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NCMHCE Review Treatment Planning
NCMHCE Exam Review

 
 
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011 -NCMHCE Review Treatment Planning Part 1

NCHMCE Review
Treatment Planning
Dr. Dawn-Elise Snipes PhD, LPC-MHSP, LMHC
Executive Director, AllCEUs.com
Podcast Host: Counselor Toolbox and NCMHCE Exam Review
Objectives
~ Review goals and interventions to address anxiety, anger, grief, blended families and child issues.
Anger and Aggression
~ Rule out danger to others and substance abuse.
~ Goals
~ Increased awareness of angry feelings, triggers and responses
~ Decreased frequency and intensity of angry feelings
~ Increased awareness of alternatives to aggressive responses
~ Increased ability to use assertiveness skills to address triggers for anger and aggression
Anger Interventions
~ Daily journaling or logging to identify and track frequency, intensity and duration of angry feelings
~ Reflect upon and address anger triggers and aggressive behaviors
~ Use backward chaining to identify antecedents to anger and aggressive behavior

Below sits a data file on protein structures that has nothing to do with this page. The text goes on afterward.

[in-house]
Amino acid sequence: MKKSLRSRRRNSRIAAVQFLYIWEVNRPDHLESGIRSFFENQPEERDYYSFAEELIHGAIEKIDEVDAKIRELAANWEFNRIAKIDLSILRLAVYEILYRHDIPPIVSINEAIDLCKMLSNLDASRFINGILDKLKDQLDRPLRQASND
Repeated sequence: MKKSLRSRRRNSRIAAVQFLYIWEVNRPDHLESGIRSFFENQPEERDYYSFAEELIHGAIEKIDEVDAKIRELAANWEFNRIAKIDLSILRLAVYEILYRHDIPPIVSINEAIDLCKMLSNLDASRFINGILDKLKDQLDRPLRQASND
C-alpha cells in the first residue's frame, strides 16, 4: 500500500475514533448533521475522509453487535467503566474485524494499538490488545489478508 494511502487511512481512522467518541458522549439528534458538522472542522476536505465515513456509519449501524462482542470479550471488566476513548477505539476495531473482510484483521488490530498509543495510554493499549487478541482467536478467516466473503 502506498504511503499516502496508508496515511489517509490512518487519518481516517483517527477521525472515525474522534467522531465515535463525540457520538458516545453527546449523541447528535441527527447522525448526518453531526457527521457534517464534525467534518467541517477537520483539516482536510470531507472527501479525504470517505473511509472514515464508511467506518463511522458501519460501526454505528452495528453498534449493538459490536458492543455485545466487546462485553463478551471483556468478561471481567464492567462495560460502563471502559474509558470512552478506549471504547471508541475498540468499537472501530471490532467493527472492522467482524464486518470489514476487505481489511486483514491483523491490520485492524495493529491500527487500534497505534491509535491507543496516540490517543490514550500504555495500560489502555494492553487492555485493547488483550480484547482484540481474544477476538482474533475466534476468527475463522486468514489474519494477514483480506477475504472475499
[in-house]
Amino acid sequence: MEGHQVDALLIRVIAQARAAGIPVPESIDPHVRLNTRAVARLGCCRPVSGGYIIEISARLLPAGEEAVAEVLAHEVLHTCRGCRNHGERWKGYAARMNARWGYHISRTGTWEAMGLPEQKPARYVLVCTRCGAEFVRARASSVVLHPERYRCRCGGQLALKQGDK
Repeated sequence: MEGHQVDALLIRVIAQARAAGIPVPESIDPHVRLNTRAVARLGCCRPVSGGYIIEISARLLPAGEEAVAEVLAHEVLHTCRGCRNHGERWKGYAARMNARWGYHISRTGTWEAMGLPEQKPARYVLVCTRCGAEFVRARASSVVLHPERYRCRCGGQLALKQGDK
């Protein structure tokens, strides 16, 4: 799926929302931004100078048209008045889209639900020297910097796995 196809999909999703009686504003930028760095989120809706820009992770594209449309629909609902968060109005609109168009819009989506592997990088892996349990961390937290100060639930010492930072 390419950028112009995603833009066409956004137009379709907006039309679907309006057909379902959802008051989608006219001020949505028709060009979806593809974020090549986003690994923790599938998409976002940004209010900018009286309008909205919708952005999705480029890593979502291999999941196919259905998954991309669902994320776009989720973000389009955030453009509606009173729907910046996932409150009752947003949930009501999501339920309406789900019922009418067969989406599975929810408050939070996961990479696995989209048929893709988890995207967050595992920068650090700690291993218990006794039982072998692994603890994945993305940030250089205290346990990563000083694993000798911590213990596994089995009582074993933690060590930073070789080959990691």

~ Construct a genogram to identify multigenerational triggers for and methods of dealing with anger
~ List prior experiences which have caused hurt and process those experiences to move toward forgiveness and release anger
~ Identify current triggers and targets for anger and address those.
~ Learn at least 5 alternatives to verbally or physically aggressive behavior.
~ Rehearse anger management skills
~ Refer for or teach effective communication skills
~ Bibliotherapy
Anxiety
~ Rule out PTSD
~ Goals
~ Increased awareness of anxious feelings and responses
~ Increased awareness of triggers for anxiety
~ Decreased frequency and intensity of anxious feelings